Nintendo’s games of the decade: Donkey Kong Country Returns & Tropical Freeze

Donkey Kong Country Returns & Donkey Kong Country: Tropical Freeze David Wise would be 'delighted' to compose for another Donkey Kong

Today is the final day of the 2010s, an excellent chance for some reflection on the media we enjoyed the most over the decade. Nintendo has had a very strong 10 years with tons of games worth spotlighting. We have already focused on some of the greatest of the great, like The Legend of Zelda: Breath of the Wild and Super Mario Odyssey. However, that work is nowhere near done — so, so many future classics came out over the last several years, including an excellent 2D platforming revival in Donkey Kong Country Returns and its sequel, Donkey Kong Country: Tropical Freeze.

At the beginning of the decade, the Donkey Kong Country franchise had been missing in action for nearly 15 years. At E3 2010, its fortune reversed when Nintendo pulled the curtain back on Retro Studios’ newest project. Before we knew it, Donkey Kong Country was right back in our lives with the aptly titled Donkey Kong Kong Country Returns, one of the Wii’s last great games with its late 2010 release. Boy, did it deliver everything fans had hoped for. Despite its absence from the two preceding console generations, the series was back, beating its chest and boasting incredible quality without missing a beat.

Donkey Kong Country Returns

Donkey Kong Country Returns is a fantastic platformer, and its follow-up in Donkey Kong Country: Tropical Freeze is even better. Thanks to each of these games’ well-deserved success, the 25-year-old series exits the decade carrying more accolades and thousands more dedicated fans than when it entered. Together, these new titles brought back the challenging levels, groovy music, and infectious personality we had sorely missed, expertly recapturing the tightness, style, and swagger that made the earlier games in the series so good.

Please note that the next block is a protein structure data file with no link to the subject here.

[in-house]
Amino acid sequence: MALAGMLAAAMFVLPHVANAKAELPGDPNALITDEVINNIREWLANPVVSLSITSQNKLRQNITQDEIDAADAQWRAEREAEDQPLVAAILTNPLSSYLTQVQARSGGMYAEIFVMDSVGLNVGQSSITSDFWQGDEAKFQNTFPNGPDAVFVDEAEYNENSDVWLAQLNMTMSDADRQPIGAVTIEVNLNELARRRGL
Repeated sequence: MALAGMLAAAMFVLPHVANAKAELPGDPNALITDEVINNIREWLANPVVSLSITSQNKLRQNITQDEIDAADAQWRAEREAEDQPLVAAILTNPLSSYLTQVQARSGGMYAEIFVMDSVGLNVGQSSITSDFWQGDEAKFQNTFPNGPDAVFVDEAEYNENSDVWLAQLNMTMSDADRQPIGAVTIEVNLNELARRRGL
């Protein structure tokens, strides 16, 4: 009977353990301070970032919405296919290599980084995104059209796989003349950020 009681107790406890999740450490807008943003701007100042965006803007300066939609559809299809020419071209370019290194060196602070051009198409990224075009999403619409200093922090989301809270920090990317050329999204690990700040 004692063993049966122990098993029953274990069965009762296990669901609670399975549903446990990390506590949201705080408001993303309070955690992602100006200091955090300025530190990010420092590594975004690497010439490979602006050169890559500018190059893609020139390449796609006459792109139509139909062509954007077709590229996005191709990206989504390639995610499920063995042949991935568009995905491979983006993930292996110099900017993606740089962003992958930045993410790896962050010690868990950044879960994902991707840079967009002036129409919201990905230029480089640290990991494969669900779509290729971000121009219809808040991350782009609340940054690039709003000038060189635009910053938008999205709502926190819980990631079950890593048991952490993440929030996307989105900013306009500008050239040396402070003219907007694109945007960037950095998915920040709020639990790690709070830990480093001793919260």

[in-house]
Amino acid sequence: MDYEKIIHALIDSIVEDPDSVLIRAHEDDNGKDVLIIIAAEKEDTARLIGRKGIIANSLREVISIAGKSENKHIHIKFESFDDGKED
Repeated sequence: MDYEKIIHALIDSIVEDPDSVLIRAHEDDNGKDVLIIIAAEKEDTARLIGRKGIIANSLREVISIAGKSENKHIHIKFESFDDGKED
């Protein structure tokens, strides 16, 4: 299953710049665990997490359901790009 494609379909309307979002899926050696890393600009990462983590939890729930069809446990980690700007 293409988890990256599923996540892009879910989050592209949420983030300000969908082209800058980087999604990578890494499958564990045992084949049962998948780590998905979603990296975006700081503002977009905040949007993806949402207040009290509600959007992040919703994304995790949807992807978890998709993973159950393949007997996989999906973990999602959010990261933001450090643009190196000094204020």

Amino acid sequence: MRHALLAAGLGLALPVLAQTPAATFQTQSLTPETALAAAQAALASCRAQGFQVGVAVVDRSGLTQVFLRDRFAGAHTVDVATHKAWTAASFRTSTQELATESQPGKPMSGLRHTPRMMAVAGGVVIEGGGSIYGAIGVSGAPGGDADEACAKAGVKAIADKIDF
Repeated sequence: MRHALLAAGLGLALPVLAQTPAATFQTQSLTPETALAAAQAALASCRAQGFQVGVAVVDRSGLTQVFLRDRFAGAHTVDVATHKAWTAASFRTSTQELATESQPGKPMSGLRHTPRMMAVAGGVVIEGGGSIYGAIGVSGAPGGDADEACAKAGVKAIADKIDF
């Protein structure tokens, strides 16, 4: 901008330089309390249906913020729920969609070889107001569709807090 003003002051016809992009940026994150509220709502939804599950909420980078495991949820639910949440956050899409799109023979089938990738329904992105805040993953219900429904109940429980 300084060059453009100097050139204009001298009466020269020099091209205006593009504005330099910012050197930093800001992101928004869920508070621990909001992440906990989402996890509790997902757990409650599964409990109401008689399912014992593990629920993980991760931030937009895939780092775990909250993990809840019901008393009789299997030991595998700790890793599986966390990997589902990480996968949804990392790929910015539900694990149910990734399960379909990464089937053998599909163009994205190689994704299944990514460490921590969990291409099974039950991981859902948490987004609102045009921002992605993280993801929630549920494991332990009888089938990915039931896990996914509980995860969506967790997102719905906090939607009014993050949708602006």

The new Donkey Kong Country games continued past series tradition by demanding skillful platforming from players through tough level design and loads of hidden secrets and challenges. The wide array of levels are incredible to explore and learn, from the haphazard, breakneck pace of mine cart levels to a few particularly contentious boss fights, or to those tense last few jumps of any of the many missions that just take so many lives to beat. Who could forget running rampant as Rambi or constantly cheating death in barrel rocket levels? Colorful, eye-popping environments and beautiful musical arrangements like Tropical Freeze’s “Windmill Hills” are the cherries on top of these overpowering doses of platforming perfection. 

Tropical Freeze deserves further, distinct praise for how much it perfected what Returns brought forward. The HD levels shone bright, the music was even better, and the level design, taking advantage of features like new characters, was polished until it was immaculate. While neither of these platformers are all too likely to be anyone’s Nintendo game of the decade, they are both absolutely wondrous titles that belong toward the top of any list, and Tropical Freeze is a viable contender for Nintendo’s best 2D platformer ever (though I contend that Donkey Kong Country 2 is better). They are two of several very high-quality games resting in the upper echelons of Nintendo’s 2010s catalog.

While it would have been nice to see Retro round out a trilogy before moving on from simian sidescrollers, two new excellent entries this decade is still something to celebrate. Thanks to later ports, the new titles ultimately appeared across the Wii, Wii U, 3DS, and Switch this decade — something that almost nobody could have earnestly predicted when that 15-year hiatus reached its darkest moments just before E3 2010. Even though Tropical Freeze is five years old at this point, the series still benefits from its momentum and can hopefully carry it into the 2020s with new Donkey Kong Country adventures, crafted by Retro Studios or someone else entirely.

Nick Pearson
I'm the Reviews Editor here at Nintendo Enthusiast, and I'm a major fan of all consoles and eras.